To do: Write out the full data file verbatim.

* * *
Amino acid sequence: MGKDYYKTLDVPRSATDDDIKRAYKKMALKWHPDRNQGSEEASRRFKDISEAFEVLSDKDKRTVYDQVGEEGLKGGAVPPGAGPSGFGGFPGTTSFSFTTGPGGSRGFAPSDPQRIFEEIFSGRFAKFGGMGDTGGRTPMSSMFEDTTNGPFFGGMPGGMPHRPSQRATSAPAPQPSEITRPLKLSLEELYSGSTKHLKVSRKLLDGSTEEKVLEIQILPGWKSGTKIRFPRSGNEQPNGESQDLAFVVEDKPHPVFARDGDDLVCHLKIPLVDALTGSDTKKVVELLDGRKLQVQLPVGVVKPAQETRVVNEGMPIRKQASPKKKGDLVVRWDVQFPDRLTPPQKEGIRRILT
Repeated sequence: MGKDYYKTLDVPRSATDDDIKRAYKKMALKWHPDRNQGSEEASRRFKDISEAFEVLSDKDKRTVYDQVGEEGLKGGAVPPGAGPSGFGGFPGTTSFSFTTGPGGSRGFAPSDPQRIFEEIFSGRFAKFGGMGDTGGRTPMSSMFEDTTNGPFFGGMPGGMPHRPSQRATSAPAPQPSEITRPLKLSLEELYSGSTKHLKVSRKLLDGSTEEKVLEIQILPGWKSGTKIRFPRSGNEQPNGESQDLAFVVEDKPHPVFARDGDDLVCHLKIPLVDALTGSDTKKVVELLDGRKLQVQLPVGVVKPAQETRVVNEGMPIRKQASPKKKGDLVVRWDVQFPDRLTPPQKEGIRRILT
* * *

Amino acid sequence: MGKDYYKTLDVPRSATDDDIKRAYKKMALKWHPDRNQGSEEASRRFKDISEAFEVLSDKDKRTVYDQVGEEGLKGGAVPPGAGPSGFGGFPGTTSFSFTTGPGGSRGFAPSDPQRIFEEIFSGRFAKFGGMGDTGGRTPMSSMFEDTTNGPFFGGMPGGMPHRPSQRATSAPAPQPSEITRPLKLSLEELYSGSTKHLKVSRKLLDGSTEEKVLEIQILPGWKSGTKIRFPRSGNEQPNGESQDLAFVVEDKPHPVFARDGDDLVCHLKIPLVDALTGSDTKKVVELLDGRKLQVQLPVGVVKPAQETRVVNEGMPIRKQASPKKKGDLVVRWDVQFPDRLTPPQKEGIRRILT
Repeated sequence: MGKDYYKTLDVPRSATDDDIKRAYKKMALKWHPDRNQGSEEASRRFKDISEAFEVLSDKDKRTVYDQVGEEGLKGGAVPPGAGPSGFGGFPGTTSFSFTTGPGGSRGFAPSDPQRIFEEIFSGRFAKFGGMGDTGGRTPMSSMFEDTTNGPFFGGMPGGMPHRPSQRATSAPAPQPSEITRPLKLSLEELYSGSTKHLKVSRKLLDGSTEEKVLEIQILPGWKSGTKIRFPRSGNEQPNGESQDLAFVVEDKPHPVFARDGDDLVCHLKIPLVDALTGSDTKKVVELLDGRKLQVQLPVGVVKPAQETRVVNEGMPIRKQASPKKKGDLVVRWDVQFPDRLTPPQKEGIRRILT